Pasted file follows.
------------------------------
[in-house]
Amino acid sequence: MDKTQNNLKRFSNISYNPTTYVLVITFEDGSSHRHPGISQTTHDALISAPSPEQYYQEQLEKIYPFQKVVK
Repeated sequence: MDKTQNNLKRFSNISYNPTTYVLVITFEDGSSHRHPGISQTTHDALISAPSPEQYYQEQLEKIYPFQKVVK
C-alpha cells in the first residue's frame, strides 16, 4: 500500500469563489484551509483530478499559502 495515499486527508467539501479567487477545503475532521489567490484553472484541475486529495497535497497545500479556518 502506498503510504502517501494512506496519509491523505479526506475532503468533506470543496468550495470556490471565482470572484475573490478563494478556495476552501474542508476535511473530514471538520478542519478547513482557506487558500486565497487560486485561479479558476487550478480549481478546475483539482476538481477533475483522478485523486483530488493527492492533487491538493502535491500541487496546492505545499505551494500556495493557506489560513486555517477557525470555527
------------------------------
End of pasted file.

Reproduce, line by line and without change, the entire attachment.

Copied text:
[in-house]
Amino acid sequence: MDKTQNNLKRFSNISYNPTTYVLVITFEDGSSHRHPGISQTTHDALISAPSPEQYYQEQLEKIYPFQKVVK
Repeated sequence: MDKTQNNLKRFSNISYNPTTYVLVITFEDGSSHRHPGISQTTHDALISAPSPEQYYQEQLEKIYPFQKVVK
C-alpha cells in the first residue's frame, strides 16, 4: 500500500469563489484551509483530478499559502 495515499486527508467539501479567487477545503475532521489567490484553472484541475486529495497535497497545500479556518 502506498503510504502517501494512506496519509491523505479526506475532503468533506470543496468550495470556490471565482470572484475573490478563494478556495476552501474542508476535511473530514471538520478542519478547513482557506487558500486565497487560486485561479479558476487550478480549481478546475483539482476538481477533475483522478485523486483530488493527492492533487491538493502535491500541487496546492505545499505551494500556495493557506489560513486555517477557525470555527